9 self-actualized historical figures

When he was developing his famous hierarchy of needs, Abraham Maslow cited 9 historical figures that achieved self-actualization.

Albert Einstein
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  • In order to develop his model of self-actualization, Abraham Maslow interviewed friends, colleagues, students, and historical figures.
  • These 9 historical figures demonstrate different aspects of self-actualization that Maslow believed all self-actualized individuals possessed to one degree or another.
  • By studying these figures, we can come to a better understanding of what self-actualization really is.


Most, by now, are familiar with Abraham Maslow's hierarchy of needs. The model describes a series of successive, basic needs that must be satisfied before a human being can concern themselves with the next level. One needs to eat before one can worry about safety, one needs to feel safe before seeking out belonging, one needs to feel love and belonging before one can establish self-esteem, and one needs to have self-esteem before they can reach the pinnacle of the hierarchy, self-actualization.

In his most comprehensive book on the subject, Motivation and Personality, Maslow described self-actualization as the "full use and exploitation of talents, capacities, etc. Such people seem to be fulfilling themselves and to be doing the best that they are capable of doing. […] They are people who have developed or are developing to the full stature of which they are capable."

To develop this definition, Maslow studied friends, colleagues, college students, as well as 9 historical figures that he believed had become self-actualized. The qualities of these figures, he argued, could shed light on the qualities of self-actualized individuals in general. Though they all share characteristics of self-actualized people to one degree or another, some stand out more than others.

1. Abraham Lincoln

Portrait of Abraham Lincoln

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Abraham Lincoln could be said to represent many of the qualities of self-actualized people, but Maslow called him out for one in particular: a philosophical, unhostile sense of humor. "Probably," wrote Maslow, "Lincoln never made a joke that hurt anybody else; it is also likely that many or even most of his jokes had something to say, had a function beyond just producing a laugh. They often seemed to be education in a more palatable form, akin to parables or fables."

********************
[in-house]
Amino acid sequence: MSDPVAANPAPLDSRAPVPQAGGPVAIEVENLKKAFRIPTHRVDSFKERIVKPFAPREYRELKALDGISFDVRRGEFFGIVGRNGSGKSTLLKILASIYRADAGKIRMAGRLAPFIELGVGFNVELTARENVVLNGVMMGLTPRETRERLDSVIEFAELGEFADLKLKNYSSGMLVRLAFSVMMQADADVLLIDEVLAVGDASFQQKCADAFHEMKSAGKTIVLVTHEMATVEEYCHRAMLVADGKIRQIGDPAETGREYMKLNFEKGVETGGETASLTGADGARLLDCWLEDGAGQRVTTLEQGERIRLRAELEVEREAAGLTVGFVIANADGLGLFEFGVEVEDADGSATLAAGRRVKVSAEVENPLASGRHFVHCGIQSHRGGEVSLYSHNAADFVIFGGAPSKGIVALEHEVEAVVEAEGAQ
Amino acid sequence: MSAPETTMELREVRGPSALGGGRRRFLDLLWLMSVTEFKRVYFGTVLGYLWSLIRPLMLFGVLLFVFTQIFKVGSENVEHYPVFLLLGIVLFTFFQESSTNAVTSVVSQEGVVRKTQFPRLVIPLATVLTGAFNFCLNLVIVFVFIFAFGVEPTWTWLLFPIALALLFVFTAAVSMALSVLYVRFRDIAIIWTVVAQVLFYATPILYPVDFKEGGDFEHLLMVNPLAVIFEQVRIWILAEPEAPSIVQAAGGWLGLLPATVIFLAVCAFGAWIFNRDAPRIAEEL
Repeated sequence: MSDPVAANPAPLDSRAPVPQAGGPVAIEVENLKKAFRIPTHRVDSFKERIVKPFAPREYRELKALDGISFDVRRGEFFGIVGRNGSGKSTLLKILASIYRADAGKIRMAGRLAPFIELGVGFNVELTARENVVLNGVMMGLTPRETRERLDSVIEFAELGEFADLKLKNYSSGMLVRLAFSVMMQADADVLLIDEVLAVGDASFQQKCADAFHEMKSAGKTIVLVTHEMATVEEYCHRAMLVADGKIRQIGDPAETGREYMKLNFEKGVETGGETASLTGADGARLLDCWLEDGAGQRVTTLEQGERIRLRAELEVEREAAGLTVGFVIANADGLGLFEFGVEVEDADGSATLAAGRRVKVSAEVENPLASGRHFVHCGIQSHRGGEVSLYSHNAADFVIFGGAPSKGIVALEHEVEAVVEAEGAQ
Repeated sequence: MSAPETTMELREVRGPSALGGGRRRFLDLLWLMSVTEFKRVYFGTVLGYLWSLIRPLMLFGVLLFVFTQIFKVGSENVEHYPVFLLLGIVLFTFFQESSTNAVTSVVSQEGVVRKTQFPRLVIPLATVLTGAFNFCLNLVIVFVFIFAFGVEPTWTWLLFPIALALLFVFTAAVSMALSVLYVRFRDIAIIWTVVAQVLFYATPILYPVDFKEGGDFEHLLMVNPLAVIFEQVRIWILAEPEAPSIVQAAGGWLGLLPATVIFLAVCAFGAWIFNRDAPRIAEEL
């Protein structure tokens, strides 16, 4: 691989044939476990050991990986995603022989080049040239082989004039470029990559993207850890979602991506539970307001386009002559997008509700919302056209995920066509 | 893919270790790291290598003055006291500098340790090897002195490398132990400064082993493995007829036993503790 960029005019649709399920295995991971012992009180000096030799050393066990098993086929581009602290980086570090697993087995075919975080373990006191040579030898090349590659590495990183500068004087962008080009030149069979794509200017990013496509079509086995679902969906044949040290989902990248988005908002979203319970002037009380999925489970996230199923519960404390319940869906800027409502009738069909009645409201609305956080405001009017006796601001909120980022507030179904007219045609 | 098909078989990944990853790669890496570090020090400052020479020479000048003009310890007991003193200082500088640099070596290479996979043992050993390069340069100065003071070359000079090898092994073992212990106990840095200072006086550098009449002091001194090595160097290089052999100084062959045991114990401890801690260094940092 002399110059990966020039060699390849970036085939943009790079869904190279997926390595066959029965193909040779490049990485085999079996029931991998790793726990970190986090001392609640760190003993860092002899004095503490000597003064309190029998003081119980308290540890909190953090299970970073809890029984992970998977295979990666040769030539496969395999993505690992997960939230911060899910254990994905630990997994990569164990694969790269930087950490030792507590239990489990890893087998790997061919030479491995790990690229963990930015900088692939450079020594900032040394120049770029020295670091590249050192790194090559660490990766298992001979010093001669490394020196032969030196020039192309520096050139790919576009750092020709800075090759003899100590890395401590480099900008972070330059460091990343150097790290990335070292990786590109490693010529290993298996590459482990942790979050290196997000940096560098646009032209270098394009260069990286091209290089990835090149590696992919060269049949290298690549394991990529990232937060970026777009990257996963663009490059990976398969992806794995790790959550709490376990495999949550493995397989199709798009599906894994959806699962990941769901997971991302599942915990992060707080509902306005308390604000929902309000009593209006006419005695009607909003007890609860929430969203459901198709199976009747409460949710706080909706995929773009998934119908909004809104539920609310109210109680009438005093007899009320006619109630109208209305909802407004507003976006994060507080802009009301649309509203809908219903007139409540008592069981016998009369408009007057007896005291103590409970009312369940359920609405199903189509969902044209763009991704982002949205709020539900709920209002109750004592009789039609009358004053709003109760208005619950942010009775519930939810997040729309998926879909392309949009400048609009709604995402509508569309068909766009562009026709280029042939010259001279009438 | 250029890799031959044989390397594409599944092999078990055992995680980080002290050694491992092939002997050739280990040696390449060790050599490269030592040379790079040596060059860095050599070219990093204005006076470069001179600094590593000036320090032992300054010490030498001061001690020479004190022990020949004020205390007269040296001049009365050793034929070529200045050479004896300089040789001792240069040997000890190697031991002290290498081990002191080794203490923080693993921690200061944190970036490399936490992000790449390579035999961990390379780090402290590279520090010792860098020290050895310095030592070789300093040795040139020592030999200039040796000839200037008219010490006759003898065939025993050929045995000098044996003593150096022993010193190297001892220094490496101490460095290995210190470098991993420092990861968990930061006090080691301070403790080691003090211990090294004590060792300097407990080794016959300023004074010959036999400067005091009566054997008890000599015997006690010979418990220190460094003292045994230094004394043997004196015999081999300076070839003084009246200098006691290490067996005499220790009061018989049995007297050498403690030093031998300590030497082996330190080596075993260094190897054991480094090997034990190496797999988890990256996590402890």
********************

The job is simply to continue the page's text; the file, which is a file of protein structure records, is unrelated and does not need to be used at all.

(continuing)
In his book, Reminiscences of Abraham Lincoln, author David B. Locke wrote, "But with all the humor in his nature, which was more than humor because it was humor with a purpose (that constituting the difference between humor and wit) […] His flow of humor was a sparkling spring gushing out of a rock – the flashing water had a somber background which made it all the brighter."

2. Thomas Jefferson

Today, Thomas Jefferson's historical legacy is a bit mixed. Having argued that all men are created equal, his position as a slave-owner seems contradictory. Still, Maslow considered Jefferson to be a self-actualized person, perhaps because of Jefferson's "democratic character structure," though this may be the result of the thinking of 20th century historians in regards to Jefferson's slavery practices.

Self-actualized people, wrote Maslow, possess a "hard-to-get-at-tendency to give a certain quantum of respect to any human being just because he is a human individual; our subjects seem not to wish to go beyond a certain minimum point, even with scoundrels, of demeaning. of derogating, of robbing of dignity."

This is certainly reflected in Jefferson's most famous piece of writing, the Declaration of Independence, which contended that all men possess unalienable rights. It is, however, more difficult to square with his ambivalent position on slavery. Throughout his life, Jefferson expressed his dislike of slavery and introduced anti-slavery legislation, yet he owned over 600 slaves and freed only 7. He also believed blacks to be inferior — in this regard, Maslow may have picked a poor candidate.

3. Albert Einstein

Maslow argued that self-actualized people are firmly grounded in the real world, rather than the miasma of stereotypes, abstractions, expectations, and biases that most of us experience. "They are therefore far more apt to perceive what is there rather than their own wishes, hopes, fears, anxieties, their own theories and beliefs, or those of their cultural group," he wrote.